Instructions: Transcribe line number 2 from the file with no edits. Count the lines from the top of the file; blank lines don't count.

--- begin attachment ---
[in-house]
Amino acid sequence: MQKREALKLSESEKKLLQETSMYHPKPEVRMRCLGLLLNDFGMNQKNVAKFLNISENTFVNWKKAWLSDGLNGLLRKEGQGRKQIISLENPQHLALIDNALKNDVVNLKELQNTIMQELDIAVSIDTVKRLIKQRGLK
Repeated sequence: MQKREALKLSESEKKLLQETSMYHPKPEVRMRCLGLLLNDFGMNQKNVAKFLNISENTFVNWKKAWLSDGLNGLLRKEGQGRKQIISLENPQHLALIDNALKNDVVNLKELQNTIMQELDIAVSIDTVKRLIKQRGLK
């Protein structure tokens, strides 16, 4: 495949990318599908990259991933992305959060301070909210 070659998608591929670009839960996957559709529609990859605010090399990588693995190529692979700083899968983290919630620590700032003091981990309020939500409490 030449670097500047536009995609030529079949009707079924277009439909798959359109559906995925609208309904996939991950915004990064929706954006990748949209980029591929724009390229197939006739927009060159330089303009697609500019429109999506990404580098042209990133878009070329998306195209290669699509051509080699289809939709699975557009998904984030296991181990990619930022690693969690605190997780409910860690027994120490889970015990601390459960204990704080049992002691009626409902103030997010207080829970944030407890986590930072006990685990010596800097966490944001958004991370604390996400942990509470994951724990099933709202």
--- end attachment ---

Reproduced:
Amino acid sequence: MQKREALKLSESEKKLLQETSMYHPKPEVRMRCLGLLLNDFGMNQKNVAKFLNISENTFVNWKKAWLSDGLNGLLRKEGQGRKQIISLENPQHLALIDNALKNDVVNLKELQNTIMQELDIAVSIDTVKRLIKQRGLK